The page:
06/30/05 REPORTS: Central Plains

Joey Ketcham

For the first time in my chase career, I was placed in a situation that I hope to never encounter again.

All I can say is WOW! What an expected chase day this evening. Where to start…. Early evening storms began to develop in and around the Woodson and Wilson county area during the 5 and 6:00 hour. They soon became tornadic prompting a tornado warning to be issued.

The storms were moving in a south, to southeast direction placing the counties of Cherokee, Labette, and southern Crawford in it’s path. After watching the storms as they progressed, I made a last minute decision to head out west on Highway 400 and intercept the storms as they rolled through.

I began my adventure heading west with the ability to see the strong supercell to the north. The storm was headed towards the McCune area, so I decided to head a bit further west to the intersection of Wallace Rd. and Highway 400. This would place me at an intersection where I had a paved south road in case I needed to bail.

Across the street from the volunteer fire dept. at Wallace Rd and Highway 400 was a vacant lot I decided to pull off onto, here I was able to observe both a shelf cloud and beaver’s hail to the north and northwest. The beaver tail was actually more north of McCune Kansas.

Reports of funnel clouds and tornados soon began to pour in, I heard reports of a tornado near Thayer Kansas, and then a report of a tornado north of Parsons Kansas, which would place the tornado to my NW. I decided to hang out there at the intersection longer, shortly afterwards a Labette county Sheriff’s Deputy arrived to join in on the storm spotting.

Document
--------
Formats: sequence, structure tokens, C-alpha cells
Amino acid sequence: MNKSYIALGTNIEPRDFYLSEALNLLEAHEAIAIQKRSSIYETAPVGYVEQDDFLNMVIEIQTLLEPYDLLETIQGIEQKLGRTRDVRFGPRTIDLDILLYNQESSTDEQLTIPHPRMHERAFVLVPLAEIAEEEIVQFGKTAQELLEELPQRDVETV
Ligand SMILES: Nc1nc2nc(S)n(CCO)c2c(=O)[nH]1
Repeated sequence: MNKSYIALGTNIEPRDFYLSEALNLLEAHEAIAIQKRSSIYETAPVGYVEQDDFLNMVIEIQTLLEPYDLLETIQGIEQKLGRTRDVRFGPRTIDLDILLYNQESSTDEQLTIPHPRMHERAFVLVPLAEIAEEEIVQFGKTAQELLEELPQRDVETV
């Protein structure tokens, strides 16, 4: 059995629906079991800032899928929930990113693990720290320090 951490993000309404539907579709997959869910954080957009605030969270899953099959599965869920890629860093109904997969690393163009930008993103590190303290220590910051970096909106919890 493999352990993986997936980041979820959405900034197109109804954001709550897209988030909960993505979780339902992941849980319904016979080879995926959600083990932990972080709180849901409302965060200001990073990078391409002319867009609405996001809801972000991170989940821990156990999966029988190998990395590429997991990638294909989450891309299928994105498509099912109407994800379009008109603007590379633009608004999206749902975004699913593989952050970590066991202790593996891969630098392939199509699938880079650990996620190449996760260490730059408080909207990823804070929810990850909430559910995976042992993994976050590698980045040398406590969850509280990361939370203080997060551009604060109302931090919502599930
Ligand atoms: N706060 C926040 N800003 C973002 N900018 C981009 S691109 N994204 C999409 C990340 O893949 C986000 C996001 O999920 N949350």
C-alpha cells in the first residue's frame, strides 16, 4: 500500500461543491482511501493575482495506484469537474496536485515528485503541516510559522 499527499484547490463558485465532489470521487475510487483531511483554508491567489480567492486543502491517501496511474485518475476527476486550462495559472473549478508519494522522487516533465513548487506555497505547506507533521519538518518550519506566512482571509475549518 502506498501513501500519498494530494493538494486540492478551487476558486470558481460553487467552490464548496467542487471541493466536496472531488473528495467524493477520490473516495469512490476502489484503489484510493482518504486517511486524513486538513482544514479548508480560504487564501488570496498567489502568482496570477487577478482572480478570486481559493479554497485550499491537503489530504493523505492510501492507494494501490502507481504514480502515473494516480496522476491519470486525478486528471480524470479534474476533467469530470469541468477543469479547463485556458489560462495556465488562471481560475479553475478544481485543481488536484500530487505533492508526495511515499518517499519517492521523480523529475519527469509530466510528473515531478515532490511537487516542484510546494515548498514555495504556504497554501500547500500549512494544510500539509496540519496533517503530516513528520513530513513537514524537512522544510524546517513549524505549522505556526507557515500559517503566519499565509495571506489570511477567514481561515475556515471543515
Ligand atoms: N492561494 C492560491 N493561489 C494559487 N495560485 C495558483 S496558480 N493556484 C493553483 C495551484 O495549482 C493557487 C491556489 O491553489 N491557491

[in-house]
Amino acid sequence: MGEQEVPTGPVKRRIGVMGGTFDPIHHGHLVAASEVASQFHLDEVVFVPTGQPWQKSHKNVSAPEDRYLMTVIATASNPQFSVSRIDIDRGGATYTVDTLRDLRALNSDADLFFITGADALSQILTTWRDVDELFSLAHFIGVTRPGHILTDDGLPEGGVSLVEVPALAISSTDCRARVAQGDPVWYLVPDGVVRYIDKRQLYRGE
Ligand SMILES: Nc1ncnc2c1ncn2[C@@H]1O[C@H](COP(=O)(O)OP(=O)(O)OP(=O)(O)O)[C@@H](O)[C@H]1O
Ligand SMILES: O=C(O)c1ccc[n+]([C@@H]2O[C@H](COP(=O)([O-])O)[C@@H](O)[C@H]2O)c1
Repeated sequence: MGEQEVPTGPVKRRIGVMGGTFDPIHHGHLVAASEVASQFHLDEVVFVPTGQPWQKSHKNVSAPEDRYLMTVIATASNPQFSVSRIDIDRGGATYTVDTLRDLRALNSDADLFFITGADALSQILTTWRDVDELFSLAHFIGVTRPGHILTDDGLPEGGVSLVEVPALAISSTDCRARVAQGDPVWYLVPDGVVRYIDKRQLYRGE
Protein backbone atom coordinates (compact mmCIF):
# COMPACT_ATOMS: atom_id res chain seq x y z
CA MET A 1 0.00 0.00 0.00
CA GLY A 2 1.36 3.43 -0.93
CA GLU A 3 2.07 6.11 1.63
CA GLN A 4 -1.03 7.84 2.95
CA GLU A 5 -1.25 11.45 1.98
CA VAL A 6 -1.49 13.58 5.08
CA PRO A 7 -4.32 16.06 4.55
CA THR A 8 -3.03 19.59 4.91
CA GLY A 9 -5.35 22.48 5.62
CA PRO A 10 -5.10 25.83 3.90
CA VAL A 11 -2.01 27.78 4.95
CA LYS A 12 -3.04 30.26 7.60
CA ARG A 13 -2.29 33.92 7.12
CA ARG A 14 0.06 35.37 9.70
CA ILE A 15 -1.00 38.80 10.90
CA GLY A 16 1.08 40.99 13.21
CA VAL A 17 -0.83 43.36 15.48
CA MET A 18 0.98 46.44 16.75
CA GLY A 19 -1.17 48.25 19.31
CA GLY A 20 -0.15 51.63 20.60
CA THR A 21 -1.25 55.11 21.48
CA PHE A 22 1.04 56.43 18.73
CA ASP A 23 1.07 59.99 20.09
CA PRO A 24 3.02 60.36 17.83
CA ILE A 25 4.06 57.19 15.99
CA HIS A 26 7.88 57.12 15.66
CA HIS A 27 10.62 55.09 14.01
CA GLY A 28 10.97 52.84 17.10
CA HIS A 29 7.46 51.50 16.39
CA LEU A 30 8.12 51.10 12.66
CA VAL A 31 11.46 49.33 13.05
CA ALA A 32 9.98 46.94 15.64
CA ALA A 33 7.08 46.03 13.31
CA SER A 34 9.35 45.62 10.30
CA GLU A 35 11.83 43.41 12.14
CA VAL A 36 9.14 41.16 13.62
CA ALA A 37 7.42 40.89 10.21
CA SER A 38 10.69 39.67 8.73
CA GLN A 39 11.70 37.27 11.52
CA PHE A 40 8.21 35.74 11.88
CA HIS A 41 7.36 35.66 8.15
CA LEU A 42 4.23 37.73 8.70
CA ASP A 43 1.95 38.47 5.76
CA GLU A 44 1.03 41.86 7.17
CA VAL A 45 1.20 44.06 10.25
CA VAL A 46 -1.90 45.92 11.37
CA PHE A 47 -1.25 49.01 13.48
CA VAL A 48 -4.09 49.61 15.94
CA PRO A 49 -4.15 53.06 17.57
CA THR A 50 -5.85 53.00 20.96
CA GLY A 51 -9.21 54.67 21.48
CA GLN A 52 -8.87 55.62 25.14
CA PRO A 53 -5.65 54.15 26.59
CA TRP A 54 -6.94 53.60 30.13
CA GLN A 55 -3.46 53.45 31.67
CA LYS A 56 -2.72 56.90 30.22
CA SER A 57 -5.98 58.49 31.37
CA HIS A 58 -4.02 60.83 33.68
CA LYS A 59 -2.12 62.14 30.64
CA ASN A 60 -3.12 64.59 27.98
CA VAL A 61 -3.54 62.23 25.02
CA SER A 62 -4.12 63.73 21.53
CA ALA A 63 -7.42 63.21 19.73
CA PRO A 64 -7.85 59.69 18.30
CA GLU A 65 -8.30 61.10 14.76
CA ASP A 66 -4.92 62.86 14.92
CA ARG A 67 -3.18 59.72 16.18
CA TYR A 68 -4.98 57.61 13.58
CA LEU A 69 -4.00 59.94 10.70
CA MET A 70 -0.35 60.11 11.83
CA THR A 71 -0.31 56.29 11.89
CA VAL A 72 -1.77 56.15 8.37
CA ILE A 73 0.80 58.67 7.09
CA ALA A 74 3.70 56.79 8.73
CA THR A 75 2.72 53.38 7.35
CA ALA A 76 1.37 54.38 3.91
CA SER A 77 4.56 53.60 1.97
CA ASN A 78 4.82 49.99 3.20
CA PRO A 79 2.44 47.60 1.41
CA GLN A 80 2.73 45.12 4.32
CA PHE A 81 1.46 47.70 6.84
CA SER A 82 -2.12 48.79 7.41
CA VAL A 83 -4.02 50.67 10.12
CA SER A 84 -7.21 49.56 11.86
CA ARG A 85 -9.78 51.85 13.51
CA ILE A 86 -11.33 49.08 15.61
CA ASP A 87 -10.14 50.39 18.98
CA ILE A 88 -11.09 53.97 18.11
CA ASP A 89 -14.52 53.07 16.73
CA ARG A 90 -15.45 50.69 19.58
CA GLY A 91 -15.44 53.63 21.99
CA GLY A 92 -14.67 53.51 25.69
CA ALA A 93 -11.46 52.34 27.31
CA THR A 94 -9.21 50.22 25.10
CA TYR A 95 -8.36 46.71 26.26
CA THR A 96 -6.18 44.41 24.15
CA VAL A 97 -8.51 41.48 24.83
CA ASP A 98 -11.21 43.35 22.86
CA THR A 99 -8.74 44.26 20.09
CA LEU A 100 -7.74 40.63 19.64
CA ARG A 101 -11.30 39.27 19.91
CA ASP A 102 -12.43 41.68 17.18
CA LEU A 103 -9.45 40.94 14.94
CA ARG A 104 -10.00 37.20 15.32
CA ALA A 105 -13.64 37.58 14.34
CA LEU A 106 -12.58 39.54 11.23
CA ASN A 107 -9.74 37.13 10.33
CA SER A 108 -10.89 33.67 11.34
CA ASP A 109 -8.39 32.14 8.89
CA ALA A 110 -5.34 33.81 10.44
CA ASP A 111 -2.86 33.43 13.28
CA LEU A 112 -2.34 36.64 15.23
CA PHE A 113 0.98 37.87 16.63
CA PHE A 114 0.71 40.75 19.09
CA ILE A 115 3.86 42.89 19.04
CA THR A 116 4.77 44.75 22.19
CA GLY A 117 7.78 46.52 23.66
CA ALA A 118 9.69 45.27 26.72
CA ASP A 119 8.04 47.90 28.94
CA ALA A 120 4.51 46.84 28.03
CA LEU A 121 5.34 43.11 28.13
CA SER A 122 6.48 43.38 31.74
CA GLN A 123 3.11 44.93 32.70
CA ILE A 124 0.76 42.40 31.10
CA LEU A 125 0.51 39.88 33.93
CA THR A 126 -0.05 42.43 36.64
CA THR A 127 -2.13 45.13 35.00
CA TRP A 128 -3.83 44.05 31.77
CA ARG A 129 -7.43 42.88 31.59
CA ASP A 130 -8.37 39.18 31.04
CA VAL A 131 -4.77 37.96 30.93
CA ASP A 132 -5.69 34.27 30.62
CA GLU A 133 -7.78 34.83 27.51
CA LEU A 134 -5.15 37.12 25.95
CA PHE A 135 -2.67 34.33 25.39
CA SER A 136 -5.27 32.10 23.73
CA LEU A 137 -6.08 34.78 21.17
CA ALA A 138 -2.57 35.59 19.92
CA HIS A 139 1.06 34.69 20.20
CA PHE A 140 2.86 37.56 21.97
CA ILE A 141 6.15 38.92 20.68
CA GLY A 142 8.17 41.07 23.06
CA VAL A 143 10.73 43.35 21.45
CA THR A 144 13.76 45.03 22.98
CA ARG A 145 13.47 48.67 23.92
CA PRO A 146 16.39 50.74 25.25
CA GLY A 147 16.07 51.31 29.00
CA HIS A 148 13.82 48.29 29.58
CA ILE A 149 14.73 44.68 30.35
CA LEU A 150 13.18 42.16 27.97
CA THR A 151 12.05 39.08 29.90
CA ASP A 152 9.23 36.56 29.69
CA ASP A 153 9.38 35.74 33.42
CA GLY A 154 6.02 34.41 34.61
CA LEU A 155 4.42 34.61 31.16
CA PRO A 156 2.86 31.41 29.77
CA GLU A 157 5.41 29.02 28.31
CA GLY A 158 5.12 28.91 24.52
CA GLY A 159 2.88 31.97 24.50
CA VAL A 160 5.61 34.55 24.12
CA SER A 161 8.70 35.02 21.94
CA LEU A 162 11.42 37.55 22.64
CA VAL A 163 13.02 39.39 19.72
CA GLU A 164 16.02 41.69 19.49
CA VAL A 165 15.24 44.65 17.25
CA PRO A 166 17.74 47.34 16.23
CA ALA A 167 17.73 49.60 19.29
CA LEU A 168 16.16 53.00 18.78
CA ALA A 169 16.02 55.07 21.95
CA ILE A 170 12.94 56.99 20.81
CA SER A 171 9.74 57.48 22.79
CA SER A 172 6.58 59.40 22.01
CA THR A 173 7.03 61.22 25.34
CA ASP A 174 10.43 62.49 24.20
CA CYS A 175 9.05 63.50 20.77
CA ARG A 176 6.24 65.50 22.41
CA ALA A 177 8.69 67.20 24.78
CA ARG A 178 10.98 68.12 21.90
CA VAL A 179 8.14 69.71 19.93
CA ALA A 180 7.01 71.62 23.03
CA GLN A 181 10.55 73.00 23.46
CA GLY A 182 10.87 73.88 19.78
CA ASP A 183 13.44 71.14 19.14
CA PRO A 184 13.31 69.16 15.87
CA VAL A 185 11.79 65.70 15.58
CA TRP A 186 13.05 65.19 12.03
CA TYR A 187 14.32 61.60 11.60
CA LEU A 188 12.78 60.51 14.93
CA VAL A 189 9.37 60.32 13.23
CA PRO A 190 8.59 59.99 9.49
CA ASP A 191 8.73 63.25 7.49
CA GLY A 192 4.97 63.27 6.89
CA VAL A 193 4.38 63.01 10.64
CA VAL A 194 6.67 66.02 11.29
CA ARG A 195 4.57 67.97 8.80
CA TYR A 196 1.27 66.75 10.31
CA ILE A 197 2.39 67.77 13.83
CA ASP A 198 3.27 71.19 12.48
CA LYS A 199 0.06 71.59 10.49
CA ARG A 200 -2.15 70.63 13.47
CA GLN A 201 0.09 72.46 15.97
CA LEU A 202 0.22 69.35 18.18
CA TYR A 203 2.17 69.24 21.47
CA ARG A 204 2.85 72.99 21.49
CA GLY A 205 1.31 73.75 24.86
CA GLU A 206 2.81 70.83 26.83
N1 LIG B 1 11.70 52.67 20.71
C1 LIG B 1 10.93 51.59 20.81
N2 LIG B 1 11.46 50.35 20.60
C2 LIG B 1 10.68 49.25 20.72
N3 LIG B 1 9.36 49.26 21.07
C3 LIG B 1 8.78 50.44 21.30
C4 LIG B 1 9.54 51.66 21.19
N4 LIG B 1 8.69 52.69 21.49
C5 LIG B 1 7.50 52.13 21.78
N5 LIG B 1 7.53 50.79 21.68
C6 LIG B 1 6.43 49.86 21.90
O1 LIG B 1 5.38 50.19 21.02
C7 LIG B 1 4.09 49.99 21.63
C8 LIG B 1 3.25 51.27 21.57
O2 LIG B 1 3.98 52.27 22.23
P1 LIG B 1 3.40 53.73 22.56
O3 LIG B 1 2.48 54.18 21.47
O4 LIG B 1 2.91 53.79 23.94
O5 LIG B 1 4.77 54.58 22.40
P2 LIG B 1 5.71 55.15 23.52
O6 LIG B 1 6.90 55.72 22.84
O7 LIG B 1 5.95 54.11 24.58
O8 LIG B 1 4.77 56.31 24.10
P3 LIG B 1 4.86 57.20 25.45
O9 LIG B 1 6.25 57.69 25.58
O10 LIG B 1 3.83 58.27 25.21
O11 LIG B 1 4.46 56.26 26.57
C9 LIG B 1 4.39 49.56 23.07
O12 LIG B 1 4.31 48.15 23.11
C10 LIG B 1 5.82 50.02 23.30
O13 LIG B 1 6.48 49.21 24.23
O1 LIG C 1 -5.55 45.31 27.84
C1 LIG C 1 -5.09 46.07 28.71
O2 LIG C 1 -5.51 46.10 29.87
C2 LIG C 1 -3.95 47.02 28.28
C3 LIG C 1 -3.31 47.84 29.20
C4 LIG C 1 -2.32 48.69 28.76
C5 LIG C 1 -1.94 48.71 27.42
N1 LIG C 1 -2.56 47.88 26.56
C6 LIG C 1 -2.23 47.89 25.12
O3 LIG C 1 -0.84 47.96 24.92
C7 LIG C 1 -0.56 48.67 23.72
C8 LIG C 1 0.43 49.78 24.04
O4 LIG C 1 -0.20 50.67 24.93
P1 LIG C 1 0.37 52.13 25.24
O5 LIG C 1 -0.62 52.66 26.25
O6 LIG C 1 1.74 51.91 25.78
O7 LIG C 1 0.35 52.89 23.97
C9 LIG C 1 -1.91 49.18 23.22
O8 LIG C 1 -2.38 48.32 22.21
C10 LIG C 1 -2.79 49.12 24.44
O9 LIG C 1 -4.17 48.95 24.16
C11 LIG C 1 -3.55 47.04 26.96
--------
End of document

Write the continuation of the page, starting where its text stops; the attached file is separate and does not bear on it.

Soon the firefighters across the street began rushing inside and the deputy discovered a developing funnel cloud right over us. I turned around and the deputy lead the way and I soon followed as we headed south on Wallace Road as the funnel began descending to the ground. The winds were very violent, at least 80 MPH and branches were literally flying horizontal and just breaking in half. It was hard to keep my expedition on the road.

The Deputy headed to the first house we came upon and took shelter there, I continued south and ended up at a farm house that was occupied by an elderly man. The man’s house faced south, he was sitting in his drive way in a lawn chair completely unaware of a tornado just to our north, which was heading south – southeast. If I hadn’t stopped, chances are he would have been caught out there.

I pulled in, jumped out and advised him we needed to get to shelter now. At this time as we entered his garage the winds picked up to an Est. 80MPH or so. We headed to his basement and all I could see out the window was dust, debris and such being kicked around. The tornado passed barely to our north, thankfully.
After the tornado had passed, I headed back to highway 400 and headed back east towards home knowing I wouldn’t be able to catch up with the storm now. We did run into heavy rains, some small hail, and gusty winds. The tornado ended up staying on the ground making it’s way into southwest Missouri.

I got a couple pictures, and a radar grab. Nothing spectacular. It was quite the day!





NOTE: In a previous thread I stated I gave up chasing, I have. I, however, am going to continue storm spotting for the county though.. in case anyone gets confused.
Dick McGowan and I left Lawrence about 3p.m. with an initial target of Emporia, KS. Soon after leaving town we encountered our first storm of the day near Overbrook which provided a few good shots of a monstrous shelf cloud. Knowing that storms tornadic potential was pretty low we hurried down highway 75 towards a new storm that formed near Emporia. Soon after a tornado warning was issued for Coffey County. For a couple of minutes the storm showed good orginization and decent rotation but never could get its act together and soon we broke off of it and headed southwest towards the eventual storm of the day.